Nanotoxicity: challenging the myth of nano-specific toxicity

Ken Donaldson*, Craig A. Poland

*Corresponding author for this work

Research output: Contribution to journalLiterature reviewpeer-review

Abstract / Description of output

The analysis of nanoparticle (NP) hazard is currently a major research pre-occupation for particle toxicologists since there is a pressing requirement for a comprehensive understanding of nanoparticle hazard because of the wide spectrum of NP varying in composition, shape and size that require testing for risk assessment. The Biologically Effective Doses (BEDs) of nanoparticles, the dose entity that drives toxicity include charge, solubility, contaminants, shape and the ability to translocate from the site of deposition in the lungs. We point out here that all of these modes of toxicity are relevant and described for conventional pathogenic particles. There is no evidence that particles below 100 nm, the threshold definition of a NP, show any step-change in their hazard meaning that there is no evidence of novel 'nano-specific hazard'. Therefore conventional particle toxicology data are useful and relevant to the determination of the nanoparticle hazard. Emphasis away from 'nano-specific effects' and the availability of hazard data from conventional particles will focus limited resource towards a full understanding of the NP hazard. This will lead to improved ability to identify and test for their effects and measure their toxicokinetics and so contribute to their risk assessment.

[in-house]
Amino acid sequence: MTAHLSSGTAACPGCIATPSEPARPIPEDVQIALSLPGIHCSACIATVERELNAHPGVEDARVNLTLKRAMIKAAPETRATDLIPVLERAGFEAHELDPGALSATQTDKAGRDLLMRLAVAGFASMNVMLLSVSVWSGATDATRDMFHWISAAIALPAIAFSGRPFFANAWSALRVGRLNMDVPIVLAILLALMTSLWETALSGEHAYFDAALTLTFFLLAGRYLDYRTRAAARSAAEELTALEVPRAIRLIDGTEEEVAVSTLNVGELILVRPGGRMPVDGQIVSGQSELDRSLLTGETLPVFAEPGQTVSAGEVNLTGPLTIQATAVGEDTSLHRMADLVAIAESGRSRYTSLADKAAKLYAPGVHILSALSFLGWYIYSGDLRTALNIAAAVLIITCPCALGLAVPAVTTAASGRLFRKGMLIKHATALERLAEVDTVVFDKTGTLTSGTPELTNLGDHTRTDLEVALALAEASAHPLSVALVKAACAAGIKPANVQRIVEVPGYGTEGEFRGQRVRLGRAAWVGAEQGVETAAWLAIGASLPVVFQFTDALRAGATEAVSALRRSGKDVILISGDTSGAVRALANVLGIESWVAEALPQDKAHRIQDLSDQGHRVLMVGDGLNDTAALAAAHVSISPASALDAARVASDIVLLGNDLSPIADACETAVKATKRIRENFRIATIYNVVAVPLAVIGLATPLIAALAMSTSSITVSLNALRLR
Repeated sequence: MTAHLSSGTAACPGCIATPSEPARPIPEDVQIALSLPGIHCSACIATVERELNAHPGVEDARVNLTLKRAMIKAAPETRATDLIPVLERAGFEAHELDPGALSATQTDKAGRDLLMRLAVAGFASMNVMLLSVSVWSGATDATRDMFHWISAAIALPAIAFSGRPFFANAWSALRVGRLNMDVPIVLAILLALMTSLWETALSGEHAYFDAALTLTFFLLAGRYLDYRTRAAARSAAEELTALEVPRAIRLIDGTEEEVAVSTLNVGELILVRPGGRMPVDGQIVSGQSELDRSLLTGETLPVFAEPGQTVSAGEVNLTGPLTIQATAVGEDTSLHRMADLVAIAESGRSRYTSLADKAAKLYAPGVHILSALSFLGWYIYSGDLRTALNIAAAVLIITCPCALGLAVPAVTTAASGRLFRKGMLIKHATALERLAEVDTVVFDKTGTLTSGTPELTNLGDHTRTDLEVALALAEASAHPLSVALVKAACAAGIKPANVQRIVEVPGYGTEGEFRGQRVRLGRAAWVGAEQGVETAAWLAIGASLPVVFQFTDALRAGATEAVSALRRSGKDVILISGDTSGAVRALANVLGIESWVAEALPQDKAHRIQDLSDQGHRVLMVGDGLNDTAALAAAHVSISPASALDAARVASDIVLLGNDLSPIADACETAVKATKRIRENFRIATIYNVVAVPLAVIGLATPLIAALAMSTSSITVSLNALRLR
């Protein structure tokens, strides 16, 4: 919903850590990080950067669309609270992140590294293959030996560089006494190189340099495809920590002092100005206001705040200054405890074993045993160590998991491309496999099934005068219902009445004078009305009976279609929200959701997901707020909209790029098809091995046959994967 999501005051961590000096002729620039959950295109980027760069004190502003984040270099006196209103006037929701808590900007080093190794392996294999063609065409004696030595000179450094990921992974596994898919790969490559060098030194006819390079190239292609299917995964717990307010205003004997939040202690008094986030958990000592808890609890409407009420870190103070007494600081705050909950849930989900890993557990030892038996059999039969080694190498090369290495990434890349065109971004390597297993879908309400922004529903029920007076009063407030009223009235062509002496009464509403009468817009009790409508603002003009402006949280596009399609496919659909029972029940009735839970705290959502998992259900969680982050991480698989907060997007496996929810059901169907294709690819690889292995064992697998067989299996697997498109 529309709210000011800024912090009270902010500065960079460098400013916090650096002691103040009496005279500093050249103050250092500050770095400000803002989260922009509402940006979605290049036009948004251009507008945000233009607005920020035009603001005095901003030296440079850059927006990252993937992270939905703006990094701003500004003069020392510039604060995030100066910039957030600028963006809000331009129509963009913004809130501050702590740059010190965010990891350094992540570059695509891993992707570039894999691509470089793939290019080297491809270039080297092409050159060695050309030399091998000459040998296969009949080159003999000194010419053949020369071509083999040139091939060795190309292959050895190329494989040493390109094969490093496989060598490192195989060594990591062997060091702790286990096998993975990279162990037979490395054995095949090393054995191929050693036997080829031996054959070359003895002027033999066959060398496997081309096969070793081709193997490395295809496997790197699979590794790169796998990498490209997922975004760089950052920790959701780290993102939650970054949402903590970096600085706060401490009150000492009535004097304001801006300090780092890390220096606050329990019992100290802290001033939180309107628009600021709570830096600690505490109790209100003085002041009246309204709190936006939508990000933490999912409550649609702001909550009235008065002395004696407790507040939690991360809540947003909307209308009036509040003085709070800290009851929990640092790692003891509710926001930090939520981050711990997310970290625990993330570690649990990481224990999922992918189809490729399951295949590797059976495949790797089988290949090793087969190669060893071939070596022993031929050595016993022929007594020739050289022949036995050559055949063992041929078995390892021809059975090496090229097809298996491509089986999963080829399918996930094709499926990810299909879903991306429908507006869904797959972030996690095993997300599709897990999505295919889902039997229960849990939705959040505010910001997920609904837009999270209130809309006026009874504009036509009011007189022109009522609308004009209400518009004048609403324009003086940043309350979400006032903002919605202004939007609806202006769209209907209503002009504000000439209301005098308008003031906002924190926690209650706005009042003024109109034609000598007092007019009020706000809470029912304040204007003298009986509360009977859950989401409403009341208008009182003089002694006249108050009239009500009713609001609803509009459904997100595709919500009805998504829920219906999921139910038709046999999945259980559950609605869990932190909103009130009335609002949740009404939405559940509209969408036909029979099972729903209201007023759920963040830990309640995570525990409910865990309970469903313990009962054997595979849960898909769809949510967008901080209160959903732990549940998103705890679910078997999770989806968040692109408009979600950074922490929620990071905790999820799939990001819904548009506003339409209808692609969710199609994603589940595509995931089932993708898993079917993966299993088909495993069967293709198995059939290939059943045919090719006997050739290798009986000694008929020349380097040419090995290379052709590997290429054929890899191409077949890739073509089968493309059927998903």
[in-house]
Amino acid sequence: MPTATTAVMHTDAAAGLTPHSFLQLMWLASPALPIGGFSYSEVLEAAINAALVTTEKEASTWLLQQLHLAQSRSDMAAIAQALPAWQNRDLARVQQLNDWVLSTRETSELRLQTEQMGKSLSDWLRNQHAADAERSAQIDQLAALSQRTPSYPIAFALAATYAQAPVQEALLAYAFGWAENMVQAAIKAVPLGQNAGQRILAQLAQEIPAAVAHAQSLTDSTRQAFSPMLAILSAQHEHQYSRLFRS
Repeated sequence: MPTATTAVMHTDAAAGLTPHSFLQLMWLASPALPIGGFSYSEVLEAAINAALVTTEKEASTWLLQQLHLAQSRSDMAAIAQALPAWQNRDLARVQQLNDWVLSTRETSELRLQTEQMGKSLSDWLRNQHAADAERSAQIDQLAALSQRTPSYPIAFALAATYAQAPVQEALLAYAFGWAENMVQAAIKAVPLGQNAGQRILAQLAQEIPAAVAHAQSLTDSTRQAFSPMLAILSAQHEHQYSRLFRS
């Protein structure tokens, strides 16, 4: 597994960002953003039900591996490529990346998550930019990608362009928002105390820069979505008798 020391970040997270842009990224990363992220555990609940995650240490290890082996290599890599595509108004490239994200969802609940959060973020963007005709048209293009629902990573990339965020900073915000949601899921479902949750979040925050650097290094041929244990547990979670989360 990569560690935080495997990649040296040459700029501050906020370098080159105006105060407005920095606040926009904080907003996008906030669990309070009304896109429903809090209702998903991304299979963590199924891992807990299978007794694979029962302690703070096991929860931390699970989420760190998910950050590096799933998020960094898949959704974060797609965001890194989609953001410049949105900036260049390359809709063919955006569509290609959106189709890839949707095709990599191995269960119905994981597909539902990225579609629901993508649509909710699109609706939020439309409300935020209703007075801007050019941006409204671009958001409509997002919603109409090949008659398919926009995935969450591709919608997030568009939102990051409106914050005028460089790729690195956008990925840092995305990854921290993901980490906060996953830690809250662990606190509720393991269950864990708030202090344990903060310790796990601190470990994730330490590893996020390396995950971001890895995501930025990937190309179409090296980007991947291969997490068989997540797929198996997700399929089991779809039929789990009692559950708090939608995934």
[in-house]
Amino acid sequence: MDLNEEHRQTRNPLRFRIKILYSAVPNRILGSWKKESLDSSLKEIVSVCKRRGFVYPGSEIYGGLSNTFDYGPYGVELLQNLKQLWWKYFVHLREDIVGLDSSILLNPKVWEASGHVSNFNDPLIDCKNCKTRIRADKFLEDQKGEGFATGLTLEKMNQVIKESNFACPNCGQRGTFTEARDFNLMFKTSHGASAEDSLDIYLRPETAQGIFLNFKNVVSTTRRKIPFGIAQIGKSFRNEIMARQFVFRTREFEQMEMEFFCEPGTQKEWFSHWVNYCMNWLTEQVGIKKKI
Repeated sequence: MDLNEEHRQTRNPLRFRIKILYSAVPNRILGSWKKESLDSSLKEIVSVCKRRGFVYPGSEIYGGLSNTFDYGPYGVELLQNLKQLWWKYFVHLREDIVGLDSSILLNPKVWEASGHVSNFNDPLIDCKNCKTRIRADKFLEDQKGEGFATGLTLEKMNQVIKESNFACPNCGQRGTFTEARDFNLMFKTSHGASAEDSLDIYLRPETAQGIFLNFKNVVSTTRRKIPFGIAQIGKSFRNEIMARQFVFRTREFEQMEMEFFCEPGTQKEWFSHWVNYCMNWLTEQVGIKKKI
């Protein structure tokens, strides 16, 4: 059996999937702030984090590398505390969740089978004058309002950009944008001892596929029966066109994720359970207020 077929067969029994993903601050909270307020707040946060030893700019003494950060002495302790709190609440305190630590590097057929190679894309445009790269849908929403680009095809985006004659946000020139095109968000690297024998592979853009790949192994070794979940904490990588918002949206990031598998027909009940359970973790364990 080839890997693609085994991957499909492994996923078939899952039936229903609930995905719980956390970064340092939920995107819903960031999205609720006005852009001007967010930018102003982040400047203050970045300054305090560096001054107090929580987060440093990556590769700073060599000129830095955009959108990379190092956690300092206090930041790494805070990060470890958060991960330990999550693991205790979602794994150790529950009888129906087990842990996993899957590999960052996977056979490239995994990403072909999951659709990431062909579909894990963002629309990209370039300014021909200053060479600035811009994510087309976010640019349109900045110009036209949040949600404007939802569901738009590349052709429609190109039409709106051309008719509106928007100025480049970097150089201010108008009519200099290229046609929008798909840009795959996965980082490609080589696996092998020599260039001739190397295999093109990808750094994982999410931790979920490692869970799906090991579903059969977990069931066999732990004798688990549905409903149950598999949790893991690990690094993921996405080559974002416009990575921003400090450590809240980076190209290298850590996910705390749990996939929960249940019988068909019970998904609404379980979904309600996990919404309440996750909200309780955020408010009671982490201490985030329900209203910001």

Original languageEnglish
Pages (from-to)724-734
Number of pages11
JournalCurrent opinion in biotechnology
Volume24
Issue number4
DOIs
Publication statusPublished - Aug 2013

Keywords / Materials (for Non-textual outputs)

  • SOLUBLE TRANSITION-METALS
  • WALLED CARBON NANOTUBES
  • PARTICLE SURFACE-AREA
  • IN-VITRO
  • PARIETAL PLEURA
  • PULMONARY INFLAMMATION
  • PERITONEAL-CAVITY
  • ASBESTOS TOXICITY
  • EPITHELIAL-CELLS
  • COAL-WORKERS

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